When Jack Nicklaus’ golf course design career was in its infancy, he developed a particular design quirk to call his own -– like Pete Dye’s railroad ties, or Tom Fazio’s cloverleaf bunkers and “buried” cart paths. For Nicklaus, it was trees in fairways. Nowhere was this quirkiness more in play -– literally and figuratively -– than at Pawleys Plantation, a semi-private layout in Pawleys Island, SC, that is a scoring challenge for newcomers and members alike.
Whereas many designers punish tee shots that stray from the center lane of fairways, Nicklaus puts obstacles in the middle of the typically safe areas off the tee, forcing play to the edges. For example, on the par 5 4th hole, a string of three fair-sized bunkers split the fairway in two about 180 yards to 230 yards off the men’s tees. Using the fairway to the right of the bunkers provides the best angle for a long approach shot; a play to the left of the bunkers provides a shorter approach shot, but over a wide fairway bunker that extends all the way to greenside.
But it is Nicklaus’ fairway trees at Pawleys that have been a constant thorn in the side of members and visiting golfers looking to at least shoot around par, once they subtract their handicap from their scores.
The first close encounter with a tree at Pawleys Plantation is on #5, a medium sized par 4 whose main feature is a large pond in front of the green. A well-smacked drive is required to leave a short, lofted iron approach to a typically firm green. But Nicklaus left a tall pine standing at the left edge of the fairway, and a perfect looking drive toward the middle can catch one of the tree’s branches, leaving almost 200 yards over the water to the tightly guarded green.
The epitome of Nicklaus’ design idiosyncrasy is the sprawling and tall live oak at dead center of the 9th fairway that covers 60 percent of fairway. On the theory that a tree is 90 percent air, I typically try to fly my ball over, especially if I am playing the “executive” tees. That works out about half the time. The best play is either to the right of the tree, bringing rough and woods into play; or the narrower path to the left, where even more woods and a sprawling oak just to the left of the fairway may necessitate a pitch out to the middle of the fairway on the par 4. No matter the approach, the green is extremely difficult hit as it is the most elevated on the golf course and not very deep.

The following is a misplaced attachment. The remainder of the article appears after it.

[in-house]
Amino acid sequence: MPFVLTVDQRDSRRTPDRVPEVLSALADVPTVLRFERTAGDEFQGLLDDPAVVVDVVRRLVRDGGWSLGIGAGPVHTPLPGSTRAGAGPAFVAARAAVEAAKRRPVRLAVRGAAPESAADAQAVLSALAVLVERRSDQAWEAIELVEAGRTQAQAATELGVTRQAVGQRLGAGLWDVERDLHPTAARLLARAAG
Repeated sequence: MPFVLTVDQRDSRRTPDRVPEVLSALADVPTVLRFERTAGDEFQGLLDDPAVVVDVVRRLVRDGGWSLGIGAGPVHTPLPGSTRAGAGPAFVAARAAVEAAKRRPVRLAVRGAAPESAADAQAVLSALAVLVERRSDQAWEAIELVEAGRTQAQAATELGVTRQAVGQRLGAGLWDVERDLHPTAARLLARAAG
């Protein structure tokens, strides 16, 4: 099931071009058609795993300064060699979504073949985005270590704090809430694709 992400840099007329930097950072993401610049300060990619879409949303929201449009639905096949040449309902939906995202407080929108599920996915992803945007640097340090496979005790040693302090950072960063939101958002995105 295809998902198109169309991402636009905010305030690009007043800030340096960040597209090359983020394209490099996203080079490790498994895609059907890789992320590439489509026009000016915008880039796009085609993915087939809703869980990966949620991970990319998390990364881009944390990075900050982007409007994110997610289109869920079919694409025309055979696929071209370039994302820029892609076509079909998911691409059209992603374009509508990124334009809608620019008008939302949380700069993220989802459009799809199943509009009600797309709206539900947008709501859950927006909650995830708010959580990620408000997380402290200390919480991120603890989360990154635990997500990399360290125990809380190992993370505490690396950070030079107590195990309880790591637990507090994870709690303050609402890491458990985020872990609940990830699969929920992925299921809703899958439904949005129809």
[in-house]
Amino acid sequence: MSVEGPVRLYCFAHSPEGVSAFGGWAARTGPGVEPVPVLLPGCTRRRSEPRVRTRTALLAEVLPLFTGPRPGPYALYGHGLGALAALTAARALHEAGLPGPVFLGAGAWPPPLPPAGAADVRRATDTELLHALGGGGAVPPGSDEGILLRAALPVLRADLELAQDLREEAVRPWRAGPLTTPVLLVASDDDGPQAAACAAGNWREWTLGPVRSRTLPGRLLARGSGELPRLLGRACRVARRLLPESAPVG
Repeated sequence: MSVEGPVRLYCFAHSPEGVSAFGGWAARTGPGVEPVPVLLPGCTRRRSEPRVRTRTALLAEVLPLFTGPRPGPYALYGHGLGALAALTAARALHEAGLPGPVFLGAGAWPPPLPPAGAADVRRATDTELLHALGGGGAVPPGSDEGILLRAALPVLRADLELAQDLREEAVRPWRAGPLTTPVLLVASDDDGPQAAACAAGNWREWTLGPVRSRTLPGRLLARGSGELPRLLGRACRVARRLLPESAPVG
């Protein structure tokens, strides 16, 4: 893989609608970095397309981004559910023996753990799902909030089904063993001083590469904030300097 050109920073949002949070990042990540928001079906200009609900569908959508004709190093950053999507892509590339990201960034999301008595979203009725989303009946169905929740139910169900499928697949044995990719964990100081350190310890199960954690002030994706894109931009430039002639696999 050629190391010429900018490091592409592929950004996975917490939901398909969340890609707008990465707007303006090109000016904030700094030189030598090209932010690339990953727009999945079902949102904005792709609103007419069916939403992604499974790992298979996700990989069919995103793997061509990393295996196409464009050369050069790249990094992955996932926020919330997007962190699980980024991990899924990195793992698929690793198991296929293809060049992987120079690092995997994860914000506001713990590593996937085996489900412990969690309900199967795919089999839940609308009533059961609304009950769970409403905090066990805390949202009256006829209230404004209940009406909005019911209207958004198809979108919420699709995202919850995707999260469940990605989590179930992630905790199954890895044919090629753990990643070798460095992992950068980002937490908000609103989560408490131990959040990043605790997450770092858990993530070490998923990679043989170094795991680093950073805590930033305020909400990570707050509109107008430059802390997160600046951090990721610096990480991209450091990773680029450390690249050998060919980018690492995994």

Two weeks ago, after a visit and tour by Nicklaus in January of his 30-year-old course, workmen cut down a tree that was dead center on the par 5 14th hole. It wasn’t a huge tree, but it was about 10 to 20 yards beyond most good drives, and if you were behind it, you had no choice to skim a shot under its branches. Its position forced one to think about placement off the tee.
A wide swatch of fairway to the right was the safe path but forced a layup shot over marsh. A shot to the left of the tree made for a shorter shot at an easier angle, but the cart path there and tight out of bounds along the edges of residents’ properties made a tee shot in that direction a fool’s paradise.
Nicklaus admitted during his visit in January that he thought the golf course was too hard for even decent players, and he recommended that greens that had drifted away from bunkers be restored to their original sizes, that many of the fairway bunkers be grassed in and that “a copper nail” would be enough to fell the tree on 14.
A few years ago, with Nicklaus’ affirmation, the club removed a couple of live oak trees that guarded the green at the long par 5 11th. (See my original article here. I don’t miss those trees, although they were a lot prettier than the solo tree on the 14th. But the latter tree’s demise, in my opinion, was a bad decision, an accommodation to those who felt punished after a self-described “good” drive ruined their prospects for a layup short of the green -- as if a shot straight down the middle of every fairway is always a good drive.
Even excellent golf course designers aren’t always right.